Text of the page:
# Is it possible to find the sine or cos from a tangent?

I have a value of a tangent. Is it possible to find the sine and/or cossine from that value? How?

• Hint: take a look at the graph of the tangent.
– user2055
Commented Jun 11, 2013 at 16:34
• from any trig ratio you can find out other 5 trig ratio.every ratio contain two sides in it so just using pythagoreous theorem you can find out 3rd side and when you have all 3 sides of an right angle triangle you can derive any trig ratio Commented Jun 11, 2013 at 16:50
• Several poeple are saying "yes", but omitting to mention the "$\pm$" issue. See my answer below. Commented Jun 11, 2013 at 18:04

Yes you can. Try drawing a right angle triangle with the angle you're interested in (it doesn't need to be to scale). What side lengths could you use as the opposite and adjacent given your value of tan of the angle? Now you can you Pythagoras's Theorem to determine the remaining side length and hence you can find what sin and cos of the angle would be.

Yes, but you must know the range of the angle:

$$1+\tan^2x=\frac1{\cos^2x}\;\ldots$$

Not completely: There's a "$\pm$" issue.

We have the standard identity $\sec^2\theta=1+\tan^2\theta$.

So $\cos^2\theta=\dfrac{1}{1+\tan^2\theta}$, and so $\cos\theta=\pm\dfrac{1}{\sqrt{1+\tan^2\theta}}$.

Once you know $\cos^2\theta$, you have $\sin^2\theta= 1-\cos^2\theta$, and then $\sin\theta=\pm\sqrt{1-\cos^2\theta}$.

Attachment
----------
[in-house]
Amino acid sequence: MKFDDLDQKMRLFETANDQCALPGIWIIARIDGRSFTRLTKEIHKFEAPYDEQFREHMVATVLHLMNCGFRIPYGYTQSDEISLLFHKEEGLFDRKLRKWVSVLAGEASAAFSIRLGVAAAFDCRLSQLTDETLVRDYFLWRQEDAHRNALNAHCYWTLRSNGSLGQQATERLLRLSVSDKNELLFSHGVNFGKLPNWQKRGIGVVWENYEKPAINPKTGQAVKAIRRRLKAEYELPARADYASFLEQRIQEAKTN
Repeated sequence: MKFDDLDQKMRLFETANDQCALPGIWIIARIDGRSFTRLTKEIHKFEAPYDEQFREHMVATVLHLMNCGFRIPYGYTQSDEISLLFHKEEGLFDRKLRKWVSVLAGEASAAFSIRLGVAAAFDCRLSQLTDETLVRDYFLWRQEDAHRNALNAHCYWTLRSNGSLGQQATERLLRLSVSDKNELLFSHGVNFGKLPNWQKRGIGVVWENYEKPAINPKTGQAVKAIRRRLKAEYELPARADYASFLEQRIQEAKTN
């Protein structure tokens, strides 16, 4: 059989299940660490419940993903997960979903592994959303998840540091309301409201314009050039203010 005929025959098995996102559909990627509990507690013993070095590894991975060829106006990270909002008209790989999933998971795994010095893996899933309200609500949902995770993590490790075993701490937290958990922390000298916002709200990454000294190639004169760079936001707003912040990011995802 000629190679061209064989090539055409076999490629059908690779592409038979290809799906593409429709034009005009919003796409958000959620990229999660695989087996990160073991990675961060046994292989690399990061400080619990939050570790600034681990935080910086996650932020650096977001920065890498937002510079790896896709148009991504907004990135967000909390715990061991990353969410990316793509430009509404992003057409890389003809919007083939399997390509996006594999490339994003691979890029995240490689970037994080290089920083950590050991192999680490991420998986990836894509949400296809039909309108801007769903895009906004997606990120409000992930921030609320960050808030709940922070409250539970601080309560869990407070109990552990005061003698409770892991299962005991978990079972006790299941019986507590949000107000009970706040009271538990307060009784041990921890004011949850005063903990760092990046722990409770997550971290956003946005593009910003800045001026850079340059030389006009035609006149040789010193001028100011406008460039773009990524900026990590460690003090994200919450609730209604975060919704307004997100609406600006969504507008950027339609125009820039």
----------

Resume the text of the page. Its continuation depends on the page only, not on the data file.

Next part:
Notice that if $\theta$ is in the first quadrant, then $\pi+\theta$ is in the third quadrant and both of those angles have the same tangent, but for one of them the sine and cosine are positive, whereas for the other they're both negative. If $\theta$ is in the second quadrant, then $\theta$ and $\pi+\theta$ again have the same tangent but for $\theta$ the sine is positive and the cosine is negative, whereas for $\pi+\theta$ the sine is negative and the cosine is positive.

Hint:$$1+\tan^2(x)=\frac{1}{\cos^2(x)}$$$$1+\cot^2(x)=\frac{1}{\sin^2(x)}$$$$\tan(x)=\frac{1}{\cot(x)}$$

If $\tan\theta=\frac ab$

$$\frac{\sin\theta}a=\frac{\cos\theta}b=\pm\sqrt{\frac{\sin^2\theta+\cos^2\theta}{a^2+b^2}}=\pm\frac1{\sqrt{a^2+b^2}}$$

If $b=1,$ $$\tan\theta=a,\frac{\sin\theta}a=\frac{\cos\theta}1=\pm\frac1{\sqrt{a^2+1}}$$

• why you always choose tough way to solve simple problems? Commented Jun 11, 2013 at 17:00
• @iostream007, not sure why this method looked tough to you. Application of Right Angle is only valid for the angles in the first Quadrant, right? The application of this "Squaring & Adding" method in Trigonometry is often very useful as it directly gives you the values of both sin & cos with proper sign Commented Jun 11, 2013 at 18:36